Personal life
Dr. El-Katatni was known for his charitable behavior. He was the co-founder of Omar Ibn-Alkhattab hospital which offered free or low-price medical services for the poor and needy. He was financially committed to help many needy families that were unable to support themselves, as well as supporting orphans. Also, he was known among his academic peers for his decency and good manners.[citation needed]
Arrest
In the aftermath of the 2013 Egyptian coup d'état, El-Katatni was arrested on 4 July 2013.[9] Egyptian prosecutor general Hisham Barakat ordered his assets to be frozen on 14 July 2013.[10] On 29 October 2013, a three-judge panel at Cairo Criminal Court stepped down from the proceedings, citing "uneasiness" over the trial.[11] On 11 December 2013, a second panel of judges withdrew from the trial.[12] He was sentenced to life imprisonment in February 2015,[13] a decision that was overturned in November 2016. As of September 2019, El-Katatni remains in custody pending retrial.[14]
References
  1. ^ a b "Egypt's El-Katatni becomes new head of Muslim Brotherhood's FJP". Ahram Online. 19 October 2012. Retrieved 19 October 2012.
  2. ^ "ط§ظ"ظƒطھط§طھظ†ظ‰ ط±ط¦ظٹط³ط§ ظ"ط¨ط±ظ"ظ…ط§ظ† ط§ظ"ط«ظˆط±ط© ط¨ظ€399 طµظˆطھط§ظ‹". Ahram. Retrieved 5 December 2012.
  3. ^ 11 May 2011 Archived 18 May 2013 at the Wayback Machine
  4. ^ Egypt assembly picks Islamist speakerReuters
  5. ^ Curriculum Vitae, Minya University, Retrieved 15 February 2012
  6. ^ "Saad al-Katatni", Guide to Egypt's Transition, Carnegie Endowment for International Peace, archived from the original on 30 January 2012, retrieved 15 February 2012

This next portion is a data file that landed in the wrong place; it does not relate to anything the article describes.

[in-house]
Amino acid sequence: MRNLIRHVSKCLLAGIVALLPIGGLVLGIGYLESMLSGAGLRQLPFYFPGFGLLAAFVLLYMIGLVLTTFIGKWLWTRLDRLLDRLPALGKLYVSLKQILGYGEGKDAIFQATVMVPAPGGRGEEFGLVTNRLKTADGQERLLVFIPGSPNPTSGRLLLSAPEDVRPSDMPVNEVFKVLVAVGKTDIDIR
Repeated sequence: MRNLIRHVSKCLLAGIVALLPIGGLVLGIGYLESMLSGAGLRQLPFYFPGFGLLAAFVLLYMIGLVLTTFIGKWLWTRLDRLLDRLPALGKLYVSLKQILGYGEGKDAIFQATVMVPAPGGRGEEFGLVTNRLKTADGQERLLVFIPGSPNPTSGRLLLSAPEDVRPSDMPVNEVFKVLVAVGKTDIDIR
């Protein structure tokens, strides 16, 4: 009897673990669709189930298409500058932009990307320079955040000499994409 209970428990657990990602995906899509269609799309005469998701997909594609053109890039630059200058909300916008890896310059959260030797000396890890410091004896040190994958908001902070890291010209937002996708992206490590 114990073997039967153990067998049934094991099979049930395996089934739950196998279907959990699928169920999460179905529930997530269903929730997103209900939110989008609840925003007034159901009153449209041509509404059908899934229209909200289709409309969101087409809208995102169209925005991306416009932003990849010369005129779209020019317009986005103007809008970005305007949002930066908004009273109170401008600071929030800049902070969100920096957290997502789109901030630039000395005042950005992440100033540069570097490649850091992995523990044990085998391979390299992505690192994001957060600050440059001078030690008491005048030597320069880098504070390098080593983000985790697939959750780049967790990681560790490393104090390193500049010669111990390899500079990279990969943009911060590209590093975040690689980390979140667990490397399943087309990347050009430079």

7. ^ Souaiaia, Ahmed. "Egypt and the Islamists". Foreign Policy in Focus. Foreign Policy in Focus. Retrieved 6 February 2012.
  8. ^ "New FJP leader in Egypt calls for Sharia law". The Jerusalem Post. 20 October 2012. Retrieved 21 October 2012.
  9. ^ "Egypt arrests leading Brotherhood members, including El-Katatni - Politics - Egypt - Ahram Online". english.ahram.org.eg. Retrieved 5 December 2017.
  10. ^ "Asset freeze for Islamist leaders goes into action". Egypt Independent. 15 July 2013. Retrieved 15 July 2013.
  11. ^ "Judges in Egypt's Muslim Brotherhood trial quit". Retrieved 5 December 2017.
  12. ^ Second judging panel withdraws from Brotherhood trial Ahram Online. 12 December 2013. Retrieved 29 December 2013.
  13. ^ "Egypt Brotherhood chief handed fourth life sentence". Retrieved 25 February 2020.
  14. ^ "المؤبد لـ بديع والبلتاجي والكتاتني في اقتحام الحدود.. تعرف على حكم المحكمة..فيديو". Retrieved 25 February 2020.
Political offices
Vacant
Title last held by
Ahmad Fathi Sorour
Speaker of the People's Assembly
2012
Vacant
Title next held by
Ali Abdel Aal
as Speaker of the House of Representatives
Last edited on 29 April 2021, at 21:51